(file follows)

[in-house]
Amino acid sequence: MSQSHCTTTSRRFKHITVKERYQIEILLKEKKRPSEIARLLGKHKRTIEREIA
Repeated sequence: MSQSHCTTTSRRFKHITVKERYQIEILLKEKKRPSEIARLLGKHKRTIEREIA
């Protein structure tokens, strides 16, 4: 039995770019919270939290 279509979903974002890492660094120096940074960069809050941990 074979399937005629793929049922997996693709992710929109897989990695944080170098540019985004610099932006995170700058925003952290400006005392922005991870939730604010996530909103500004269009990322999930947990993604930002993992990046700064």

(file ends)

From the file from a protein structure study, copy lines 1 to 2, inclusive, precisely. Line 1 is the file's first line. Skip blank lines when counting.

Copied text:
[in-house]
Amino acid sequence: MSQSHCTTTSRRFKHITVKERYQIEILLKEKKRPSEIARLLGKHKRTIEREIA